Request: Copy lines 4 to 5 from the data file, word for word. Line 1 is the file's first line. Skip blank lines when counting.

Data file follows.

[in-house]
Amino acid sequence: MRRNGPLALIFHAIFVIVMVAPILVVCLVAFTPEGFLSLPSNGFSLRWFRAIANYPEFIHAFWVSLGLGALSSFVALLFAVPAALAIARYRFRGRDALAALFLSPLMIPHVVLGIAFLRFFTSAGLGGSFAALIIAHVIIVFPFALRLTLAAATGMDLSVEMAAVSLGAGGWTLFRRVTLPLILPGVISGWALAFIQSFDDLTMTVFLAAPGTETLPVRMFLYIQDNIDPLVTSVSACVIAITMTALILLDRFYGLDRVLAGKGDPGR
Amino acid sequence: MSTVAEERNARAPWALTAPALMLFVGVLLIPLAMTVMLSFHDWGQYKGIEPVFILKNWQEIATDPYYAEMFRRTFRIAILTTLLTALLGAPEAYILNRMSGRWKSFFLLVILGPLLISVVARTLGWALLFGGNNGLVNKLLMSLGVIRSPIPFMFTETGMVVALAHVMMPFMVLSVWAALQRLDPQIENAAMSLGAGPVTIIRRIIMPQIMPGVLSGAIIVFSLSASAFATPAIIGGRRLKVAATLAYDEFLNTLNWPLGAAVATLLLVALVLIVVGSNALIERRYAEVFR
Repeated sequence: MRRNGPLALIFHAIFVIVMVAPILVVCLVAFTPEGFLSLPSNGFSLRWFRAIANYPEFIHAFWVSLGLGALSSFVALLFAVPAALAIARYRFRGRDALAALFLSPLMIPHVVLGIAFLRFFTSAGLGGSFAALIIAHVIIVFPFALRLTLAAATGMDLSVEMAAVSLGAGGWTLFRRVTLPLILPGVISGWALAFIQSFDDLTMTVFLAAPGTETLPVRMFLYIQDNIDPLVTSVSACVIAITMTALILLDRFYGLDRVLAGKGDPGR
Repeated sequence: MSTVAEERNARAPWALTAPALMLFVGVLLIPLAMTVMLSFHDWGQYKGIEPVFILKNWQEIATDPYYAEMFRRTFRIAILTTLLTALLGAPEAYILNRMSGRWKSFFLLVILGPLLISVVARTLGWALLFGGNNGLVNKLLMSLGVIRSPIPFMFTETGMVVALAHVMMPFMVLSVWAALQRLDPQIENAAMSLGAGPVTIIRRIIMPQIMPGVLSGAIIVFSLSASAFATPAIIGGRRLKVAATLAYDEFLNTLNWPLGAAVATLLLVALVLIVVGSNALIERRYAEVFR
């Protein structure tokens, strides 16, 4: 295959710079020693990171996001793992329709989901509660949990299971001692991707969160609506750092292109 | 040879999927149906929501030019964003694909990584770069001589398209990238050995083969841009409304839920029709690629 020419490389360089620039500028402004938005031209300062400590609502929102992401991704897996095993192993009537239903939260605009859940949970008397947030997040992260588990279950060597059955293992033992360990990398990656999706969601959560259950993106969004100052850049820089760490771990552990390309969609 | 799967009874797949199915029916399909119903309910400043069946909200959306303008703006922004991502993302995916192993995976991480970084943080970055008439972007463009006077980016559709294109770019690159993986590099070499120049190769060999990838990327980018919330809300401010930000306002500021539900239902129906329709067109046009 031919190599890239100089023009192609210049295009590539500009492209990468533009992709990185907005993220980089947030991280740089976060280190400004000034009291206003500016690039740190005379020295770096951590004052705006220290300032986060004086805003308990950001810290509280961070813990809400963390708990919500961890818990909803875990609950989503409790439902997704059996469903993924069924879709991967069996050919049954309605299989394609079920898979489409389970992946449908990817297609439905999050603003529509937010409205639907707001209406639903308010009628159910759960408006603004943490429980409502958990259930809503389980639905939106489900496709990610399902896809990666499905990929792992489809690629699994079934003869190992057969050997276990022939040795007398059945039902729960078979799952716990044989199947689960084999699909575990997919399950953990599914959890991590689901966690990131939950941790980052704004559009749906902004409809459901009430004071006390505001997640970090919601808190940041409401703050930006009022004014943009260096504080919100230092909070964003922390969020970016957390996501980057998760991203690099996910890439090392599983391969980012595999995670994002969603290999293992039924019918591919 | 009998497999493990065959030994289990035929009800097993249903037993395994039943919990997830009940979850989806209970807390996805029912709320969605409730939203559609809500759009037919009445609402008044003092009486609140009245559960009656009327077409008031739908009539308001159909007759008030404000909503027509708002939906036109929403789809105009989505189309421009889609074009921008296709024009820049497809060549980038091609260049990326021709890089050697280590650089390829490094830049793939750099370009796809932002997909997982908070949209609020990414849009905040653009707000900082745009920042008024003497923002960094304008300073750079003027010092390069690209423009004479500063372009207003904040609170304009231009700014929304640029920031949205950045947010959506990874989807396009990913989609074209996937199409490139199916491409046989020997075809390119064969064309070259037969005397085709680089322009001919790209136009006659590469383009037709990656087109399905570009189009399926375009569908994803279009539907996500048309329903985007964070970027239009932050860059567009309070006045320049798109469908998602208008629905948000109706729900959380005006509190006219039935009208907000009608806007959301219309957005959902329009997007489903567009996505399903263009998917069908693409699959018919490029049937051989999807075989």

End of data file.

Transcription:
Repeated sequence: MRRNGPLALIFHAIFVIVMVAPILVVCLVAFTPEGFLSLPSNGFSLRWFRAIANYPEFIHAFWVSLGLGALSSFVALLFAVPAALAIARYRFRGRDALAALFLSPLMIPHVVLGIAFLRFFTSAGLGGSFAALIIAHVIIVFPFALRLTLAAATGMDLSVEMAAVSLGAGGWTLFRRVTLPLILPGVISGWALAFIQSFDDLTMTVFLAAPGTETLPVRMFLYIQDNIDPLVTSVSACVIAITMTALILLDRFYGLDRVLAGKGDPGR
Repeated sequence: MSTVAEERNARAPWALTAPALMLFVGVLLIPLAMTVMLSFHDWGQYKGIEPVFILKNWQEIATDPYYAEMFRRTFRIAILTTLLTALLGAPEAYILNRMSGRWKSFFLLVILGPLLISVVARTLGWALLFGGNNGLVNKLLMSLGVIRSPIPFMFTETGMVVALAHVMMPFMVLSVWAALQRLDPQIENAAMSLGAGPVTIIRRIIMPQIMPGVLSGAIIVFSLSASAFATPAIIGGRRLKVAATLAYDEFLNTLNWPLGAAVATLLLVALVLIVVGSNALIERRYAEVFR